Why has it come to this point?Published 11:00am Monday, April 21, 2014
What a sad, sad week for our community. Just when you might think the behavior of the people chosen to lead our city and county could not get any worse, we witnessed them sinking to depths that most folks have never seen.
While I sat at the Bainbridge City Council meeting Tuesday night and then during the day Wednesday, the thought occurred to me. When is enough, enough? Well, in my view, that time has come. Both groups need to quit the bickering, finger-pointing, childish antics and get to work for this city and this county. Both share blame for this unfortunate situation in which we find ourselves.
While watching the debate unfold on where the city would dispose of city residents’ trash, I couldn’t help but feel sorry for our community. This latest episode discussing garbage is very symbolic– a culmination of mistrust, personal dislikes and the general bickering over the past couple of years.
It’s symbolic because garbage is a great way to describe the relationship between the city council and board of commissioners. The relationship is broken and has no way of being repaired any time soon if something substantial does not change.
The losers in this entire situation are the roughly 28,000 residents of Decatur County. We’re losers because the people that we elected to lead, and the folks that work for those whom we elected, are too busy trying to find ways to “get” the folks down the street.
I firmly believe that if the relationship between the two governing bodies wasn’t so fractured, then the request for proposals for the landfill service would have never been made. There would have been no question that the city would continue to use the county landfill.
But, that’s not the case and the city decided to explore other options for taking solid waste. The county was not the low bidder and the city voted to use the services of Waste Management in Campbellton, Fla. And, in a strictly punitive move the next morning, the county suspended the city from using the county landfill effective immediately.
While I sat at that meeting last Tuesday night, I really could not remember seeing anyone in any leadership position act as unprofessionally and disrespectfully as county administrator Gary Breedlove acted that night.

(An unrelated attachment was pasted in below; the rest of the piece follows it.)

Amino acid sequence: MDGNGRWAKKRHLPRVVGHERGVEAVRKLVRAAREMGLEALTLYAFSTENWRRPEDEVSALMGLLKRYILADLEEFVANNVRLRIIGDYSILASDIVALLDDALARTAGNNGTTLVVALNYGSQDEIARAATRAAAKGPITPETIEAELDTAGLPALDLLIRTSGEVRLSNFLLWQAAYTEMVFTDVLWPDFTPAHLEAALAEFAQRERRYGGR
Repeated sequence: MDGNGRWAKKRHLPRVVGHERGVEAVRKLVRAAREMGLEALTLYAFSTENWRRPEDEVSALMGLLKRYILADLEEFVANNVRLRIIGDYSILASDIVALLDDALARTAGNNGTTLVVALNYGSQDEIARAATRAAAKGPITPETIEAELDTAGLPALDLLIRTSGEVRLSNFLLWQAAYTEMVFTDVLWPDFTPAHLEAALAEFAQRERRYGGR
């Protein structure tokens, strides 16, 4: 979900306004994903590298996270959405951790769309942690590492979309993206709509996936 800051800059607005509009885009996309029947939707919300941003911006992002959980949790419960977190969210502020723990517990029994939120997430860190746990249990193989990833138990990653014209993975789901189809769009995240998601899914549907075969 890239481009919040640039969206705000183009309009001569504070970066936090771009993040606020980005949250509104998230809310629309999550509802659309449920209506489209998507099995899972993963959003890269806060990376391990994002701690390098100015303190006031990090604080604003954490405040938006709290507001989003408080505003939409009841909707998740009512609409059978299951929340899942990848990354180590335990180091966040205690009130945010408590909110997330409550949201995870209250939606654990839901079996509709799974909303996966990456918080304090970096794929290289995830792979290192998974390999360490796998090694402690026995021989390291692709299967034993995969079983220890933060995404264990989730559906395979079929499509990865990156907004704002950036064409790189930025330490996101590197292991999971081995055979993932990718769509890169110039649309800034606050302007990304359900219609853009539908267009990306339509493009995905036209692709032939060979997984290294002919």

There is a certain amount of decorum that a public meeting deserves. Speaking out of turn from the audience and mumbling “bullcrap” at various times during the council discussion is not what any reasonable person would describe as appropriate behavior.
But, if the county and the city were friendly, even civil, then I believe that discussion item would have never taken place. They’re not and it did.
Chris Hobby, Bainbridge’s city manager, grossly mismanaged his personal water and natural gas bill. No question about that. Letting a bill accrue, a bill from his employer, for 12 months without paying is unacceptable and should not be tolerated.
The fact that Hobby handled his personal business in such a poor way was brought to light via a public records request made by Brown Moseley, Decatur County’s attorney, on behalf of the county.
Again, let me be clear, Hobby was absolutely wrong to run up such a large water bill. His service should have been interrupted, just as it would have been for anyone else.
Everything relating to that situation is dead wrong. But this is the level that we have sunk to—personal attacks.
I don’t know what needs to happen to repair this relationship to at least a working, civil one. But, here is where both the city council and the county commission should start. Have a discussion without city or county staff.
A joint called meeting needs to be held and only elected officials should participate. No city manager, no county administrator, no county attorney. Only city council members and county commissioners should plan to participate.
That meeting should be mediated. Hire a professional mediator, hire someone from the Carl Vinson Institute, hire someone who will make the seven people from the city council and the six people from the county commission work out their differences. One hour, two hours, three hours, whatever it takes.
If that meeting does not solve the problem, then the next logical step is to begin working on consolidation of the municipal and county governments. In fact, this solution most likely is in the best interest of the taxpayers and residents of this county, even though it most likely would not be in the best interest of those elected in the county.
The community should demand this meeting. Remember, the residents of the City of Bainbridge and the residents of Decatur County hire these 13 people and if they can’t work together, we need to find 13 who will.